If you want something that is aimed more at the professional from a marketing standpoint, it couldn’t hurt to look into the Vegas Pro line. On its 15th iteration, Vegas has introduced a ton of new features, from hardware acceleration harnessing Intel QSV to a picture-in-picture OFX plug-in, all the way to a super intuitive new instant freeze frame option for referencing shots without stopping workflow. If you opt for the premium, upgraded package (which won’t run cheap), you’ll even get an exhaustive package of NewBlueFX fIlters to color your projects like a true Hollywood flick. What’s interesting about Vegas, and what we think gets overlooked, is they’ve attempted to give you an intuitive set of controls that takes the best of Final Cut, Premiere and others and merges them into one. Sure, it might not have the streamlined, Adobe CS-friendliness of Premiere, nor is it even compatible with Macs, but that’s OK. The workflow in this might just give certain users who can’t quite jive with the other guys a place to truly shine.

VideoPad is a comprehensive cross-platform software package for the YouTube social media crowd. While this app lacks the flashy, whiz-bang appeal of some commercial apps, it’s still a rock-solid choice for simple video editing. From the main menu, you can choose which social network you want to upload to. The app offers a number of YouTube choices ranging from 480p to 4K, as well as Facebook, Flickr, Dropbox and Google Drive, and is free for non-commercial use.


Apple iMovie is the ultimate Mac video app for novice filmmakers, combining professional trailers and themes,abundant special effects and an easy-to-learn interface. Version 10.1 added 4K editing and sharing, as well as extended handling to video shot at 1080p and 60 fps. Recent updates tweaked the interface and added Touch Bar support for the latest MacBooks.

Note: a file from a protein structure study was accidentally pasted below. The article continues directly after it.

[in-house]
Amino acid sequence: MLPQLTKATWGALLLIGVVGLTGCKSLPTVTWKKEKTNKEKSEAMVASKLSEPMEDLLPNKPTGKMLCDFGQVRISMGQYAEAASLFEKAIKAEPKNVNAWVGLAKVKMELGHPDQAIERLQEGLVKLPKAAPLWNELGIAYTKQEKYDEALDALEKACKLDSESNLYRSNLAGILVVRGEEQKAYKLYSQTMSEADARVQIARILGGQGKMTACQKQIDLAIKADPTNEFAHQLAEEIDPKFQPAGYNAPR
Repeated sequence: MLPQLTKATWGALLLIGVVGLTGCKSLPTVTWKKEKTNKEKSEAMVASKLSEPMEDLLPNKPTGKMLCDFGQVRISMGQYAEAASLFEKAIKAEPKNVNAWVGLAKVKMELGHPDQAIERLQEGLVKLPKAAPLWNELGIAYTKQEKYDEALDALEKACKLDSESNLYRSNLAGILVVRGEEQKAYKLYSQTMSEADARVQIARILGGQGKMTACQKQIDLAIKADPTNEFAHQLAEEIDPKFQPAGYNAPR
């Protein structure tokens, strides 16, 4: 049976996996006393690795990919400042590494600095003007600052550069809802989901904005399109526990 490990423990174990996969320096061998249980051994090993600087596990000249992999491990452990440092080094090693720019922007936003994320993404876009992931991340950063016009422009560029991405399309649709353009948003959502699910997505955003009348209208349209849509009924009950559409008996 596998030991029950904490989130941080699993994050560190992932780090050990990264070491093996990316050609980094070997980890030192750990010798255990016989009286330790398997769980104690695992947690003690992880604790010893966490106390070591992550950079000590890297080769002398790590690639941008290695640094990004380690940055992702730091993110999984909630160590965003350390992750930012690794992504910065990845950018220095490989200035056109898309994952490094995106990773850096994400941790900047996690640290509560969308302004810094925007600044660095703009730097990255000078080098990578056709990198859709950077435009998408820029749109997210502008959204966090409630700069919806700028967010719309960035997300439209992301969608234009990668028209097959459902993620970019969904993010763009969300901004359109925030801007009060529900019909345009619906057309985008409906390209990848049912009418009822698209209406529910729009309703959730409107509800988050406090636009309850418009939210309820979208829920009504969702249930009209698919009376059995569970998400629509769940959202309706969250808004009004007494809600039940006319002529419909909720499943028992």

The Dazzle Multimedia DM4100 Digital Video Creator is very useful to import video from your TV, VCR or DVD player into your PC for editing and then converting to PC video formats. The device is exceptionally good for making videos for use on the Web or as e-mail attachments. Thanks to its use of USB its very simple to install and can be "hot-swaped" with other USB device without rebooting your computer.
Apple’s iMovie has long been one of the most consumer-orientated video editors out there. It’s bundled with all new Macs, and touts some serious practicality for the everyday user. The latest version of the software allows you to import and edit 4K video clips from a variety of external devices, such as smartphones and GoPro cameras, and sports a clean interface that is attractive and easy to navigate. The ability to start editing on iPhone or iPad and finish on a Mac renders it even more convenient.
But the supplied "MovieStar" capture/editing software's editing functions won't work and the program remains unstable. I keep getting errors like "Unable to build temporary movie for unknown reasons." Of course I read their FAQ and the manual (no section describing the problem.....no troubleshooting section). So far, I am unable to do anything with the clips but trim the ends to shorten them. To do this I have to "produce" a new clip for each editing function. I cannot combine clips by inserting transitions. And it still crashes the system....even with nothing else running. I suspect it is not compatible with my GeForce 256 video card. So I emailed their "support" address through their website [...] explaining the problem and got back a computerized response. Then I called their "support" number (long distance.....not an 800#) and was put on hold with the explanation that the California phone system was on the bugger implying that if I couldn't get hold of them it wasn't their fault. So, I left them a voice mail message with my office number. They called and left me a email where I was supposed to be able to get email support from them (anthonyp@dazzle.com) which was returned to sender.